What does Easter Monday look like around the world? In Australia, masses head outdoors for the Oakbank Easter Racing Festival. The Oakbank organization proudly boasts: “Oakbank … rivals the Melbourne Cup in size and colour and it’s 70,000 strong crowd annually on Easter Monday makes it the biggest Picnic Race Meeting on Earth.” This is a horse racing event—in fact, it’s one of Australia’s signature thoroughbred racing events, stretching back to the 1800s. Thousands love to crowd around the course to watch the highly demanding Great Eastern Steeplechase at a distance of 4950 meters, a lengthy course by world standards. The most famous jump is the meter-high fallen log. All other jumps are topped with brush fences.

Outdoor sporting festivals are hugely popular in Australia around the Easter weekend. The Australian Three Peaks Race is another massive event, which runs for several days. In fact, the stragglers in the grueling event won’t finish until Tuesday. But, the official crescendo of the race weekend, each year, is on Monday. The Three Peaks Race is a unique mash up of sailing and endurance running. Here is the schedule page. Day-by-day race updates are posted on this page. The sailing course is mapped out on this page.

That’s just a sampling of one nation’s major Easter Monday events! Many other countries make this a special day. Germans hold Easter egg races in open fields; Canadians enjoy a public holiday; and, in Guyana, kites made on Holy Saturday are flown high in the sky.

In contrast, Americans are shortchanging themselves on this particular bash. Of course, that’s not true in every community, especially if you’re part of …


Shouts of “Everybody’s Polish on Dyngus Day!” ring out through Buffalo, New York, today, as tens of thousands gather for the city’s renowned Dyngus Day events. Buffalo’s Dyngus Day—the world’s largest organized event of its kind—reigns as the largest polka festival in North America, having attracted more than 25 polka bands from across the country last year. Dyngus Day has been traditionally celebrated in the Polish neighborhoods of Buffalo since the late 1800s.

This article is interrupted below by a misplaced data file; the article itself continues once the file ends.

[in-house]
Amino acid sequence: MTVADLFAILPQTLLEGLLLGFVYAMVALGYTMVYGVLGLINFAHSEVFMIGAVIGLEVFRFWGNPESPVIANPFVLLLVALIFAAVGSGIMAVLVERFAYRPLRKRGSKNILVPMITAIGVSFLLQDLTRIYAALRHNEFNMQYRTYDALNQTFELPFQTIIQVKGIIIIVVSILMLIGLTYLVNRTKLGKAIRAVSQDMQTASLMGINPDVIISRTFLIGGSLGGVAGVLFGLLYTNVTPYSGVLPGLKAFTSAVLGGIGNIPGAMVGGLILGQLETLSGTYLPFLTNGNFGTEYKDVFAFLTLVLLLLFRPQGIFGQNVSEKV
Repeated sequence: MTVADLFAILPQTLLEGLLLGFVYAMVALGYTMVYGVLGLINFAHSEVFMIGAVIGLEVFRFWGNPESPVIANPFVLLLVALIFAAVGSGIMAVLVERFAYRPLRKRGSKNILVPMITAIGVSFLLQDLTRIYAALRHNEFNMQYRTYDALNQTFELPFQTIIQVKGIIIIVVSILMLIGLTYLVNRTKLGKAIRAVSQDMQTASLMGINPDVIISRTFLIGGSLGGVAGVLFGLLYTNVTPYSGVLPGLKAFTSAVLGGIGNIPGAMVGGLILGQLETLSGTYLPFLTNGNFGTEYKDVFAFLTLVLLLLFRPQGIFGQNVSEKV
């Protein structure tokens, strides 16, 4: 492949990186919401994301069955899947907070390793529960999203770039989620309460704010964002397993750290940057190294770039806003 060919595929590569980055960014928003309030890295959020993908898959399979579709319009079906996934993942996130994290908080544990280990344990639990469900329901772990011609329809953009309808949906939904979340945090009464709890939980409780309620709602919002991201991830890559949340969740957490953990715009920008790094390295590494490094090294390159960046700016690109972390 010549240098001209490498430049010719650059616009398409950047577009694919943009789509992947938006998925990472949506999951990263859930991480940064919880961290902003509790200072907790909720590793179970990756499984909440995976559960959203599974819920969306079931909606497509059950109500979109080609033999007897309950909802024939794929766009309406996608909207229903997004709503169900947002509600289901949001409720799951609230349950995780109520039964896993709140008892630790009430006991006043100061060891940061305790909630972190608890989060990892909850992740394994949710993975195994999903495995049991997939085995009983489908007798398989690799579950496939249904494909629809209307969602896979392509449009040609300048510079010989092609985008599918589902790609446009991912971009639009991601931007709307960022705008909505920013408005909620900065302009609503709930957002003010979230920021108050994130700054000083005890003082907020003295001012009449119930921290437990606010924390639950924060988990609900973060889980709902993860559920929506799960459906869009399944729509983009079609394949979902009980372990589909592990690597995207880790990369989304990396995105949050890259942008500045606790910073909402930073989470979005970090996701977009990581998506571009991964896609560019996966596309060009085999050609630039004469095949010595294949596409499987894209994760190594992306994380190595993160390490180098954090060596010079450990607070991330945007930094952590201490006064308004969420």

And for our Polish readers, we can say: “Od ponad 120 lat, obchody Lanego Poniedzialku w Stanach Zjednoczonych rozwijaly sie z ludowej polskiej tradycji w niepowtarzalne Polsko-Amerykanskie obchody. Wiekszosc polskich tradycji ludowych obchodzonych w Stanach Zjednoczonych jest oparta na obyczaju pochodzacym z okresu Wielkiej Emigracji Polakow w latach 1880-1920.”

The official website for Buffalo’s festival has been down, occasionally, this season. You can try it at www.dyngusdaybuffalo.com or check out the Dyngus Day Facebook page.

WANT A TASTE OF POLISH CULTURE? Cook up pierogis and chrusciki and everything in between, with suggestions from AllRecipes and Food Network.


The Obamas host the 135th annual White House Easter Egg Roll today, gathering more than 35,000 children and their parents to the lawns of 1600 Pennsylvania Ave. for festive games, “Eggtivities” and, of course, the traditional egg roll. Together with celebrity athletes, the Obamas will promote health and the First Lady’s “Let’s Move!” initiative during this year’s event, with cooking demonstrations, health advice and even a Yoga Garden, complete with professional instructors. (Read more in the Washington Examiner.)